The problem of vibration-based damage diagnosis in structures characterized by time-dependent dynamics under significant environmental and/or operational uncertainty is considered. A stochastic framework consisting of a Gaussian Mixture Random Coefficient model of the uncertain time-dependent dynamics under each structural health state, proper estimation methods, and Bayesian or minimum distance type decision making, is postulated. The Random Coefficient (RC) time-dependent stochastic model with coefficients following a multivariate Gaussian Mixture Model (GMM) allows for significant flexibility in uncertainty representation. Certain of the model parameters are estimated via a simple procedure which is founded on the related Multiple Model (MM) concept, while the GMM weights are explicitly estimated for optimizing damage diagnostic performance. The postulated framework is demonstrated via damage detection in a simple simulated model of a quarter-car active suspension with time-dependent dynamics and considerable uncertainty on the payload. Comparisons with a simpler Gaussian RC model based method are also presented, with the postulated framework shown to be capable of offering considerable improvement in diagnostic performance.

  9. Assessing River Low-Flow Uncertainties Related to Hydrological Model Calibration and Structure under Climate Change Conditions

    Directory of Open Access Journals (Sweden)

    Mélanie Trudel

    2017-03-01

    Full Text Available Low-flow is the flow of water in a river during prolonged dry weather. This paper investigated the uncertainty originating from hydrological model calibration and structure in low-flow simulations under climate change conditions. Two hydrological models of contrasting complexity, GR4J and SWAT, were applied to four sub-watersheds of the Yamaska River, Canada. The two models were calibrated using seven different objective functions including the Nash-Sutcliffe coefficient (NSEQ and six other objective functions more related to low flows. The uncertainty in the model parameters was evaluated using a PARAmeter SOLutions procedure (PARASOL. Twelve climate projections from different combinations of General Circulation Models (GCMs and Regional Circulation Models (RCMs were used to simulate low-flow indices in a reference (1970–2000 and future (2040–2070 horizon. Results indicate that the NSEQ objective function does not properly represent low-flow indices for either model. The NSE objective function applied to the log of the flows shows the lowest total variance for all sub-watersheds. In addition, these hydrological models should be used with care for low-flow studies, since they both show some inconsistent results. The uncertainty is higher for SWAT than for GR4J. With GR4J, the uncertainties in the simulations for the 7Q2 index (the 7-day low-flow value with a 2-year return period are lower for the future period than for the reference period. This can be explained by the analysis of hydrological processes. In the future horizon, a significant worsening of low-flow conditions was projected.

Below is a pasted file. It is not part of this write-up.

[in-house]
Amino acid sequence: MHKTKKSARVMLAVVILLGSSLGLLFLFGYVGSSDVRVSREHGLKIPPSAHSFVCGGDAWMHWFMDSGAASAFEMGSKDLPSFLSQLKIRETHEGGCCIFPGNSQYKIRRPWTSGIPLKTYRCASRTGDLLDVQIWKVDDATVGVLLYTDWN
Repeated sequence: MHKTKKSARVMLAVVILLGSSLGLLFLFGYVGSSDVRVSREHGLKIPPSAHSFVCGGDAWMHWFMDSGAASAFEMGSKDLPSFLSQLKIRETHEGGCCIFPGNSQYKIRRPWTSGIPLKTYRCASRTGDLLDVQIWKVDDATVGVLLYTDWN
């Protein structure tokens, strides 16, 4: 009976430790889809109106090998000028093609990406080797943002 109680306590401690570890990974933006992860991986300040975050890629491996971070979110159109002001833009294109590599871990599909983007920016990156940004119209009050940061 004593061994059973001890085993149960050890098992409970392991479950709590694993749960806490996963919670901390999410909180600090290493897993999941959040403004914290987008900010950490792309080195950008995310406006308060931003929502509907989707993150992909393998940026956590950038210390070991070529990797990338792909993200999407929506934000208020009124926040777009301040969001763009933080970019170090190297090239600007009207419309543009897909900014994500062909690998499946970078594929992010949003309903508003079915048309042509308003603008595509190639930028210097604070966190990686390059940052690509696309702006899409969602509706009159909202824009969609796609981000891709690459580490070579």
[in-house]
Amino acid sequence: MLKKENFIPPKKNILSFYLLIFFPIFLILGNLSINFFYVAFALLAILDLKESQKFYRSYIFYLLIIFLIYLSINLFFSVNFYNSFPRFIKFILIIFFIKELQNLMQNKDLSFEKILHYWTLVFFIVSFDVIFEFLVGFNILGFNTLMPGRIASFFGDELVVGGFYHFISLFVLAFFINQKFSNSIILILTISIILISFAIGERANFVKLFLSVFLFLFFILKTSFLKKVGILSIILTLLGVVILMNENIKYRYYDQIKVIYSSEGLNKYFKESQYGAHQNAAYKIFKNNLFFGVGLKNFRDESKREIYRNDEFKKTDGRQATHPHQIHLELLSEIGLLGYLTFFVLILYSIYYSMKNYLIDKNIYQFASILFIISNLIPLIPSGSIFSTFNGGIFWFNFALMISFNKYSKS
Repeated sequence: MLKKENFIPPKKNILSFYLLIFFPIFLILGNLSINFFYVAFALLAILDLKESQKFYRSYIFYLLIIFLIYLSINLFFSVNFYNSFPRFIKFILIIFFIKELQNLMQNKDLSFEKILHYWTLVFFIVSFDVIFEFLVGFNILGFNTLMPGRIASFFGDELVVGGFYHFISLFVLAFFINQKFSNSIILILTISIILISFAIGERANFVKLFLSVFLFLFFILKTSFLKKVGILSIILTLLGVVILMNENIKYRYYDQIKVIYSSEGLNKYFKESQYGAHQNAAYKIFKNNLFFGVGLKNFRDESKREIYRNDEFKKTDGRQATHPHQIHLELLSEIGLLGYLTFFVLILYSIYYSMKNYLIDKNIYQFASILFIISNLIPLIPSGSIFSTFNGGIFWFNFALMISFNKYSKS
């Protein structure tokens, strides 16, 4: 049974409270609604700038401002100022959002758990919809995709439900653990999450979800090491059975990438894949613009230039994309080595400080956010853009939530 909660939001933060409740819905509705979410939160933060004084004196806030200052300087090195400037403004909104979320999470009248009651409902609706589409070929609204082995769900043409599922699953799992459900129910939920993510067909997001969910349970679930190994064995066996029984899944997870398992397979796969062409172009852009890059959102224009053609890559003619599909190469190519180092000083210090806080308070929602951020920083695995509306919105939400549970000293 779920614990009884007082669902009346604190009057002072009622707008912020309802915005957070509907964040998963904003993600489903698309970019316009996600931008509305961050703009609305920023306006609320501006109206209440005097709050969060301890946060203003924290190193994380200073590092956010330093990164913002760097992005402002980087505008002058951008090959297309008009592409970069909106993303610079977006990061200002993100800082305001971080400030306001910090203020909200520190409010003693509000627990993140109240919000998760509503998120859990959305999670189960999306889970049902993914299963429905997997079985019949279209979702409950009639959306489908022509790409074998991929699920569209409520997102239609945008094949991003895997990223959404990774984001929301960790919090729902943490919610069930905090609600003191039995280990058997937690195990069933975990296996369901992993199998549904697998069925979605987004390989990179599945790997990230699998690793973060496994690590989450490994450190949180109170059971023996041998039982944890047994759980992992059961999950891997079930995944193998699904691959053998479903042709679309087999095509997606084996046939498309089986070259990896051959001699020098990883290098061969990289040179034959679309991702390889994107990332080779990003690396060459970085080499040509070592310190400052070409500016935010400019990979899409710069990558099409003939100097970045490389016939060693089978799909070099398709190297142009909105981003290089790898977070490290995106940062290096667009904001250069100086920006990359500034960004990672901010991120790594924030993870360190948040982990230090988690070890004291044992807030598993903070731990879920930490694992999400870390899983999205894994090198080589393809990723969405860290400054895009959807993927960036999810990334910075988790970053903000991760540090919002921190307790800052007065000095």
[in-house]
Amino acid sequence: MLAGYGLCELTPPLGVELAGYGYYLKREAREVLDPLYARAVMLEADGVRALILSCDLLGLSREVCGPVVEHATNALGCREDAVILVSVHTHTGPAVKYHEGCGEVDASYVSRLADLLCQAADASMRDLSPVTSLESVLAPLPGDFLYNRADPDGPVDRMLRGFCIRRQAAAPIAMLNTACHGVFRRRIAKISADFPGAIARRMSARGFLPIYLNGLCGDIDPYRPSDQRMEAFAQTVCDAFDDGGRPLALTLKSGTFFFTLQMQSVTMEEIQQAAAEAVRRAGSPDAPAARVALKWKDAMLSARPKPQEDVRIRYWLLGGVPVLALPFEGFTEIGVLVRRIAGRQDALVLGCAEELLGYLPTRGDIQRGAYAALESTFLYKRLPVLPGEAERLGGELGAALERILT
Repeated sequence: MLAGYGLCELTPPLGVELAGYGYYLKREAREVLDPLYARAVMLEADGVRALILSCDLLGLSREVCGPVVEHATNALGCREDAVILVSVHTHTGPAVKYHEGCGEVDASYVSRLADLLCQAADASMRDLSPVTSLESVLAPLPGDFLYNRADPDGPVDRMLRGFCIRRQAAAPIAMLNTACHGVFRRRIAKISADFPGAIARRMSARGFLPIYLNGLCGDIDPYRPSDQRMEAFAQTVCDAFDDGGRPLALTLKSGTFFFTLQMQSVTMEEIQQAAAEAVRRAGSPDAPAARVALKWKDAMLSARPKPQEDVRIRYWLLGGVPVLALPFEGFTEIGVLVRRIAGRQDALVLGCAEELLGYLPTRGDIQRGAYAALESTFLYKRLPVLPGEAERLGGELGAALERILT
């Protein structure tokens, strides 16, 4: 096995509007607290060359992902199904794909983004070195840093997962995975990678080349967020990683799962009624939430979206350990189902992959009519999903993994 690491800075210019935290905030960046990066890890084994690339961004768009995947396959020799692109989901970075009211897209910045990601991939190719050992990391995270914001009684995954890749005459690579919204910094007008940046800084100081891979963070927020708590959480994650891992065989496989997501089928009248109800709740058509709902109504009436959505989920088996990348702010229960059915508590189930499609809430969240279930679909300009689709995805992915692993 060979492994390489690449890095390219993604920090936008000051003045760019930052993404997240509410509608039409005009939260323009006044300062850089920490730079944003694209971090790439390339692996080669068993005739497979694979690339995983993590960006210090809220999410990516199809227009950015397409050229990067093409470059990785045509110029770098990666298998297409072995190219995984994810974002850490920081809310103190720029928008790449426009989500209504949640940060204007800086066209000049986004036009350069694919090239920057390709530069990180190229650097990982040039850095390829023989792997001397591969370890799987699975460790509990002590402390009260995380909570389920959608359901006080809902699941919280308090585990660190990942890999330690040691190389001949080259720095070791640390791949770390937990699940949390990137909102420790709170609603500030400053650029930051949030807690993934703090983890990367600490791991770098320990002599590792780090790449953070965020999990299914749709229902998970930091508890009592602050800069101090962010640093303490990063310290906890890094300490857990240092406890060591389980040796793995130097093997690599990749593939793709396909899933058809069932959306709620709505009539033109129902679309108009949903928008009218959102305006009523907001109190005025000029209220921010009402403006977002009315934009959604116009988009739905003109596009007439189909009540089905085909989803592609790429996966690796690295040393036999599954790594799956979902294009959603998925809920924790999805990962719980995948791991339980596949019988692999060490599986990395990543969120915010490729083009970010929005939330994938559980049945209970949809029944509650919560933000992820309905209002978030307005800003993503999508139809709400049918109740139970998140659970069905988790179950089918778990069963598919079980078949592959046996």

10. Evaluating Predictive Uncertainty of Hyporheic Exchange Modelling

    Science.gov (United States)

    Chow, R.; Bennett, J.; Dugge, J.; Wöhling, T.; Nowak, W.

    2017-12-01

    Hyporheic exchange is the interaction of water between rivers and groundwater, and is difficult to predict. One of the largest contributions to predictive uncertainty for hyporheic fluxes have been attributed to the representation of heterogeneous subsurface properties. This research aims to evaluate which aspect of the subsurface representation - the spatial distribution of hydrofacies or the model for local-scale (within-facies) heterogeneity - most influences the predictive uncertainty. Also, we seek to identify data types that help reduce this uncertainty best. For this investigation, we conduct a modelling study of the Steinlach River meander, in Southwest Germany. The Steinlach River meander is an experimental site established in 2010 to monitor hyporheic exchange at the meander scale. We use HydroGeoSphere, a fully integrated surface water-groundwater model, to model hyporheic exchange and to assess the predictive uncertainty of hyporheic exchange transit times (HETT). A highly parameterized complex model is built and treated as `virtual reality', which is in turn modelled with simpler subsurface parameterization schemes (Figure). Then, we conduct Monte-Carlo simulations with these models to estimate the predictive uncertainty. Results indicate that: Uncertainty in HETT is relatively small for early times and increases with transit times. Uncertainty from local-scale heterogeneity is negligible compared to uncertainty in the hydrofacies distribution. Introducing more data to a poor model structure may reduce predictive variance, but does not reduce predictive bias. Hydraulic head observations alone cannot constrain the uncertainty of HETT, however an estimate of hyporheic exchange flux proves to be more effective at reducing this uncertainty. Figure: Approach for evaluating predictive model uncertainty. A conceptual model is first developed from the field investigations. A complex model (`virtual reality') is then developed based on that conceptual model

  11. Model Uncertainty for Bilinear Hysteretic Systems

    DEFF Research Database (Denmark)

    Sørensen, John Dalsgaard; Thoft-Christensen, Palle

    1984-01-01